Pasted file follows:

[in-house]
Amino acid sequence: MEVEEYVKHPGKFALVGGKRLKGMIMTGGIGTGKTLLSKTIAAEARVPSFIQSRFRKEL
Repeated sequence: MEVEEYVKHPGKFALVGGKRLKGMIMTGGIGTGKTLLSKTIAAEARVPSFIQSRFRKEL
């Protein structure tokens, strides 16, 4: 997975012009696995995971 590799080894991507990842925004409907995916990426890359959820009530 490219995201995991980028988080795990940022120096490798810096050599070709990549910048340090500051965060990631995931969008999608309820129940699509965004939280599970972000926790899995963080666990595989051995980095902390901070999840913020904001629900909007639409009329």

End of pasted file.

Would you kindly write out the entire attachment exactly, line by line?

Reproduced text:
[in-house]
Amino acid sequence: MEVEEYVKHPGKFALVGGKRLKGMIMTGGIGTGKTLLSKTIAAEARVPSFIQSRFRKEL
Repeated sequence: MEVEEYVKHPGKFALVGGKRLKGMIMTGGIGTGKTLLSKTIAAEARVPSFIQSRFRKEL
């Protein structure tokens, strides 16, 4: 997975012009696995995971 590799080894991507990842925004409907995916990426890359959820009530 490219995201995991980028988080795990940022120096490798810096050599070709990549910048340090500051965060990631995931969008999608309820129940699509965004939280599970972000926790899995963080666990595989051995980095902390901070999840913020904001629900909007639409009329």